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The Bulgarian Orthodox Church and the Challenges of Multiculturalism: a Report from а Case Study

This report is one of the research outcomes of the multinational project “Religion and Multiculturality: Educational Pathways for local church leaders” (CULTA), implemented by six international organisations from Norway, Italy, Bulgaria, Romania, Estonia and the Netherlands, with the financial support of Lifelong Learning Programme of the European Union. The project main goal is to contribute through lifelong learning to the development of advanced knowledge and skills of church representatives in order to respond adequately to the changing society.

The report outlines the methods used by Bulgarian Christian clergy to conduct productive interreligious and interconfessional dialogue, to work with different vulnerable groups of people or to build stable social and peaceful environment. It also identifies what kind of training the church leaderes need to enter in the lifelong learning education. The research include good local practices, which will further help the development of “peer to peer” methodology and project training handbook.

To conduct the research, we set up a group of 10 international researchers. They interviewed around 15 people from Norway, Bulgaria, the Netherlands, Estonia and Romania. In order to implement the research project a semi-structured interview was developed. It required a predefined interview guide with questions that allows the interviewer to introduce the topic and to guide the discussion by asking questions relevant to the subject of the research. The questionnaires were distributed in February and March 2013 among church clergy, chosen from Bulgarian orthodox communities.

The research covered parishes and churchcommunities located both in big Bulgarian cities like Sofia, Plovdiv and Varna, and in smaller-scale, but important clerical and administrative, urban centers such as Vratsa, Vidin and Kardzhali. The research was conducted also in some outlying parishes and rural areas, for instance in the northeast region of Rousse diocese, on the border with Romania along the Danube river.

Among the respondents there are both parish priests and non-parish priests executing pastoral functions to stauropegial church institutions, for instance the ephimerios of the academic chapel of the Faculty of Theology in Sofia, as well as monks and archimandrit esexecuting diocesan service in their metropolitan centers.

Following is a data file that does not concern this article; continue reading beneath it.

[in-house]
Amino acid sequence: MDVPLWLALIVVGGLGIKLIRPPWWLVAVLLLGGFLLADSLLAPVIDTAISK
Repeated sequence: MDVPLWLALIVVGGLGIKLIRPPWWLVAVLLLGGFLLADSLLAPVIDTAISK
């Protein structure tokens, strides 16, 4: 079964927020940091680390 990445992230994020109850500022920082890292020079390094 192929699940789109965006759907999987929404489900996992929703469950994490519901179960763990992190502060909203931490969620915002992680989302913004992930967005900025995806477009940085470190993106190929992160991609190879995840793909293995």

This diverse composition of the studied Orthodox clergy provides a detailed picture of the main pastoral, educational, religious and social functions and activities which are undertaken along with parishes at local level, or in a form of a different, in its nature and scope, missionary work. The questionnaires filled by the parish priests reveal that there is an active educational activity implemented on local level: Sunday schools, distribution of religious literature and icons among the lay people, work with young people at risk (young drug-addicted, people with disabilities and orphans). Along with the educational activities, charitable activities are also carried out: fundraising campaigns for treating ill children and support to other people in need at local level....

Kostadin Nushev

Andrian Aleksandrov

Regional Development Foundation

 

 

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Christians and Muslims together for a common future: The Bulgarian Model 

This article is part of a wider study of international Grundtvig multilateral project, related to the ministry of priests in a multicultural environment, which aims at examining pastoral ministry in regions with mixed population based on a concrete example. An important result of the study is the extraction and formulation of educational needs by representatives of the Bulgarian Orthodox Church related to their multicultural and interreligious competences.

The report is built upon complementary theoretical and empirical methods, such as learning, systematization, theoretical analysis of the literature, oral interviews, observation and examination of a concrete case study.

According to the latest 2011 census in Bulgaria, 76% of the people inhabiting the country identify themselves as Orthodox, 0.8% as Catholic and 1.1% as Protestants. Moreover, 10% of Bulgarian citizens are Muslim, 0.2% profess other religions and 4.2% indicated they have no religion, while 7.1% did not identify themselves to any of the above categories.

On the other hand, data from the European Values ​​Study (2008) shows that the Church is the only one of all surveyed institutions in Bulgaria, to which the trust in 2008 has risen, compared to 1999. To the question "How important is religion in your life", 17.6% of respondents answered "very important" and 34.2% "important". This means that for 51.8%, or for about the half of the Bulgarians, the Church plays a role in shaping attitudes and value orientations. 73.3% belong to religious denomination, of which 58.6% are Orthodox. 14.7% regularly go to church, while 45.5% visit the churches during major religious feasts. 55.2% of the respondents identified themselves as religious...

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Klara Toneva

Andrian Aleksandrov

Regional Development Foundation